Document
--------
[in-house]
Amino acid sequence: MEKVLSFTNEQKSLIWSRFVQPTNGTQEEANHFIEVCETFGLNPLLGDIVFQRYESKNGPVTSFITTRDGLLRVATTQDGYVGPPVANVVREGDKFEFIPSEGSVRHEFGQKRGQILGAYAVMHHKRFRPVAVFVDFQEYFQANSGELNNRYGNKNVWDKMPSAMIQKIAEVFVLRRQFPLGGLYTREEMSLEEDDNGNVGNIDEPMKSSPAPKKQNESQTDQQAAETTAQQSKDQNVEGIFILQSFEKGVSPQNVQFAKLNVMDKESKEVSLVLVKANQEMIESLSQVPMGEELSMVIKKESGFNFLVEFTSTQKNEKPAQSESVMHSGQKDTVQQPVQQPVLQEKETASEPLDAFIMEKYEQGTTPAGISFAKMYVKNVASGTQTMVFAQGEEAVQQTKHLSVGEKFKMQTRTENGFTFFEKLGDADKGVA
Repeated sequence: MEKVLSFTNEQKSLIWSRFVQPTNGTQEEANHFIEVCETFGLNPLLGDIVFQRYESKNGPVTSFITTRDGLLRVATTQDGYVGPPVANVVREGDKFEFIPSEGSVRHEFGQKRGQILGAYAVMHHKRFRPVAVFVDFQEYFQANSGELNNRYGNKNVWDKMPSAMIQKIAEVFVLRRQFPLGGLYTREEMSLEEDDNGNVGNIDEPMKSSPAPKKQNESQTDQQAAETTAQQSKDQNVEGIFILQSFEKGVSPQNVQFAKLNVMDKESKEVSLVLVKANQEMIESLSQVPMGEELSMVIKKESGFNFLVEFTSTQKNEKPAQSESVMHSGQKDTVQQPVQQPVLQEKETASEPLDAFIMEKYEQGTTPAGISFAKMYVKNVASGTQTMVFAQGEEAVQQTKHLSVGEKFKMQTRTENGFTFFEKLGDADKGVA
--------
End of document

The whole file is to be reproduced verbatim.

[in-house]
Amino acid sequence: MEKVLSFTNEQKSLIWSRFVQPTNGTQEEANHFIEVCETFGLNPLLGDIVFQRYESKNGPVTSFITTRDGLLRVATTQDGYVGPPVANVVREGDKFEFIPSEGSVRHEFGQKRGQILGAYAVMHHKRFRPVAVFVDFQEYFQANSGELNNRYGNKNVWDKMPSAMIQKIAEVFVLRRQFPLGGLYTREEMSLEEDDNGNVGNIDEPMKSSPAPKKQNESQTDQQAAETTAQQSKDQNVEGIFILQSFEKGVSPQNVQFAKLNVMDKESKEVSLVLVKANQEMIESLSQVPMGEELSMVIKKESGFNFLVEFTSTQKNEKPAQSESVMHSGQKDTVQQPVQQPVLQEKETASEPLDAFIMEKYEQGTTPAGISFAKMYVKNVASGTQTMVFAQGEEAVQQTKHLSVGEKFKMQTRTENGFTFFEKLGDADKGVA
Repeated sequence: MEKVLSFTNEQKSLIWSRFVQPTNGTQEEANHFIEVCETFGLNPLLGDIVFQRYESKNGPVTSFITTRDGLLRVATTQDGYVGPPVANVVREGDKFEFIPSEGSVRHEFGQKRGQILGAYAVMHHKRFRPVAVFVDFQEYFQANSGELNNRYGNKNVWDKMPSAMIQKIAEVFVLRRQFPLGGLYTREEMSLEEDDNGNVGNIDEPMKSSPAPKKQNESQTDQQAAETTAQQSKDQNVEGIFILQSFEKGVSPQNVQFAKLNVMDKESKEVSLVLVKANQEMIESLSQVPMGEELSMVIKKESGFNFLVEFTSTQKNEKPAQSESVMHSGQKDTVQQPVQQPVLQEKETASEPLDAFIMEKYEQGTTPAGISFAKMYVKNVASGTQTMVFAQGEEAVQQTKHLSVGEKFKMQTRTENGFTFFEKLGDADKGVA